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how to reinforce what your child learns at school at home

How to Avoid Brain Drain during Your Child’s Summer Break

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Since school is out for many children across the nation, parents may be wondering how to combat the Summer brain drain. That is the effect of kids losing some of the information, skills and knowledge they acquired during the school year over the three months of vacation. These tips from our friends at PartTimeNanny are perfect to share again. Here are tips to boost your child’s information retention and reinforce the lessons she/he  learns every day.

Vocabulary Words – Make learning these words fun by inventing games or incorporating the words into existing word games. You can post the week’s vocabulary words in strategic places around the house and quiz your child on the spelling at different times. Use the words in sentences and spell them out instead of saying them.

Reading – Take an interest in the books assigned to your student. Ask him about the books he is reading in school and hold conversations relating to the topics they cover. Kids may not have time for additional reading during the school year, but on holidays and vacations consider making suggestions. If your child shows interest in a particular topic, explore it with him. Not only will your interest help reinforce what he is learning in school, it will also provide you with valuable bonding time. You may find that you both have similar interests, giving you a foundation upon which to build a more meaningful relationship with your child.

Math – There are plenty of math games that you can play with your child. If you are working with a very young child, you can reinforce simple concepts like addition and subtraction with items like pennies or popcorn. Older kids may enjoy helping you cook, and you can help them with measurements and show them how to work with fractions. Have your child figure out the math for doubling a recipe or cutting it in half. Experiential learning with real world situations has a tendency to stick.

History – The Internet has an infinite wealth of information. You can take your child on a virtual tour of the world, visiting different eras without ever leaving your living room. There are many videos available on the various historical figures and periods. Sometimes viewing the right movie can have a long-lasting, positive impact. Also, if you travel during vacation time, consider going to some historical sites in your travels. Some families travel to such sites to make the history lessons real. The Gettysburg Address is probably easier to remember if you’ve actually stood on the historic spot, rather than just looking at a picture or two.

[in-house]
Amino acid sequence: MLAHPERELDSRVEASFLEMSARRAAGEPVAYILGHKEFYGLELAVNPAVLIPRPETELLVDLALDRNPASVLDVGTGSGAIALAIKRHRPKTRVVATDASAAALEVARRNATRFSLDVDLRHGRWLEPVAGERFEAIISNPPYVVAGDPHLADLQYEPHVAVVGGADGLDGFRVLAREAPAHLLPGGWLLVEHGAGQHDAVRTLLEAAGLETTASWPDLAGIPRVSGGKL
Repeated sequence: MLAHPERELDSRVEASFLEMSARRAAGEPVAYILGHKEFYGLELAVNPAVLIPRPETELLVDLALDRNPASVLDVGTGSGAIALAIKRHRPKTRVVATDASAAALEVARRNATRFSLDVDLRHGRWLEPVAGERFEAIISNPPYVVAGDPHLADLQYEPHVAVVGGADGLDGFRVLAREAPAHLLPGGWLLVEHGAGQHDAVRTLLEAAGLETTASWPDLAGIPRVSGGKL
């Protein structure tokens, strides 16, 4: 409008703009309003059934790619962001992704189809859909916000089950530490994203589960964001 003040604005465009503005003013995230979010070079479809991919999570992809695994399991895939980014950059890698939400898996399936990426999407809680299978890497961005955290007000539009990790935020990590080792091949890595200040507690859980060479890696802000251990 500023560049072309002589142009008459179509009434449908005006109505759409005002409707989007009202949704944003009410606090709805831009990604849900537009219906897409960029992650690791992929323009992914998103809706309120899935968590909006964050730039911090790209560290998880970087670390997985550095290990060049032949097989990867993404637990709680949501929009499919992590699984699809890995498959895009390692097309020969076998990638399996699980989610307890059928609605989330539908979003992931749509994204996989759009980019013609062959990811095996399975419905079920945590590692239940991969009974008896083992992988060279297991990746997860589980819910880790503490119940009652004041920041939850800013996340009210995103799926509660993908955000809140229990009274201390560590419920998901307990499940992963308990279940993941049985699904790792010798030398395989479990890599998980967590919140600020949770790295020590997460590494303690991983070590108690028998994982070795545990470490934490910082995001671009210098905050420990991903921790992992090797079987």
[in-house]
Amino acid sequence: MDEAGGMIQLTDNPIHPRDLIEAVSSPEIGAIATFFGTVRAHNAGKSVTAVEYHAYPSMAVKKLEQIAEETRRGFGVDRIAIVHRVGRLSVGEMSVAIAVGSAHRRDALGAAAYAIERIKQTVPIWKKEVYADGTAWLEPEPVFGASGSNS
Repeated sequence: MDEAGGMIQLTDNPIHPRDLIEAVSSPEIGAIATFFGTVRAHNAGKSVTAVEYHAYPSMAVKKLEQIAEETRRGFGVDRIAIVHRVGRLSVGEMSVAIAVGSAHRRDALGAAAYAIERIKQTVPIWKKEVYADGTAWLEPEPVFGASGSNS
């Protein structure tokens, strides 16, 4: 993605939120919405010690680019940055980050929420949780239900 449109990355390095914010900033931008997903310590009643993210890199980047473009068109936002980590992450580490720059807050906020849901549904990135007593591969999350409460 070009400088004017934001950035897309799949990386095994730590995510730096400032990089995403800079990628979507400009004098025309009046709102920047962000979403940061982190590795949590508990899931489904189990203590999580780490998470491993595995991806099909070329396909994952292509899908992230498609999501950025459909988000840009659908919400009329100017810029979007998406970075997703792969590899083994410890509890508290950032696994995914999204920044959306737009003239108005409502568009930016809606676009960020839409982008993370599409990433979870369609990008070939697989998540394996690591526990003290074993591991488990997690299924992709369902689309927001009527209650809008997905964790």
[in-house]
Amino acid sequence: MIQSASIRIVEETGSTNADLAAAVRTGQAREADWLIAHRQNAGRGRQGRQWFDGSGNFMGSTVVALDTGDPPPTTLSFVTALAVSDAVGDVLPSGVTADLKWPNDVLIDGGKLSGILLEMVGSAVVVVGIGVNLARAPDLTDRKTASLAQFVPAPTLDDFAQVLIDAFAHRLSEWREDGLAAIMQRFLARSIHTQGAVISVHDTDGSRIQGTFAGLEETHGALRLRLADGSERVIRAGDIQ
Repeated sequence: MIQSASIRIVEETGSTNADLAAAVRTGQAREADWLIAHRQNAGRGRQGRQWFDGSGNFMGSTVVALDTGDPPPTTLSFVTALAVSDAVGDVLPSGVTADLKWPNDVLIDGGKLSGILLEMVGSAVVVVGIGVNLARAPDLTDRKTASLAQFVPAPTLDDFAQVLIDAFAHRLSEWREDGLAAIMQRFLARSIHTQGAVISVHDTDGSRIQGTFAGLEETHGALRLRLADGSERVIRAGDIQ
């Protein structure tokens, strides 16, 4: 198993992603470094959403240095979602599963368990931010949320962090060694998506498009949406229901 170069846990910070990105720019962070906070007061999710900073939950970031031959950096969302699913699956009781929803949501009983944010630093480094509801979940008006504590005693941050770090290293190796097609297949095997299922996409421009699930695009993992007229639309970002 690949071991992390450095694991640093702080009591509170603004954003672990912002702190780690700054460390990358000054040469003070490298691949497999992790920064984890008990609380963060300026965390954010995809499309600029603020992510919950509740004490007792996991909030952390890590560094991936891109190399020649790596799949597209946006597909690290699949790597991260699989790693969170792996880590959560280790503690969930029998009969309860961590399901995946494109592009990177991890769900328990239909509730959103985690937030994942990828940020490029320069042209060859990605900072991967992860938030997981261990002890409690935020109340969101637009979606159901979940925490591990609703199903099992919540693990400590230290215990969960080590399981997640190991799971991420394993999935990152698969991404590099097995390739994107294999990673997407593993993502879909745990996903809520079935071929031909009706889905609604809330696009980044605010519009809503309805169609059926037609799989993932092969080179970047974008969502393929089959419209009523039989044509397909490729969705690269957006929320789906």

Helping your child to problem solve, think critically and develop a good memory will also help in reinforcing school lessons. Many school systems these days are less focused on teaching some of these skills, as more and more classrooms teach for testing. The problem with this method is that kids learn the information that they will need to know for the test, but once the test is over that information is quickly lost. When a child is taught how to think, comprehend and memorize, the lessons go deeper and less information is lost. You can help your child develop these skills by playing card games, board and memory games.

Playing with your child will also help improve your memory as well, so you will both benefit by the practice. There are several types of memory games available on the market, or you can create some of your own. Teaching your child games like checkers and chess will help her develop critical thinking skills as she learns how to strategize and anticipate the other person’s moves. The abilities she develops through these games will assist her in her school work as she begins to learn how to see patterns and figure out the plan for solving the problems.

Reinforcing what your child learns at school doesn’t always need to be about the exact lessons that are being taught. Part of reinforcing the lessons is making them relevant to real life. Look for ways to make them interesting, sometimes showing how that lesson is a part of a bigger subject. Getting involved in your child’s education is an investment you can’t afford to neglect. Working with your child may help develop skills that will eventually create a lifelong learner, enriching both your lives and your relationship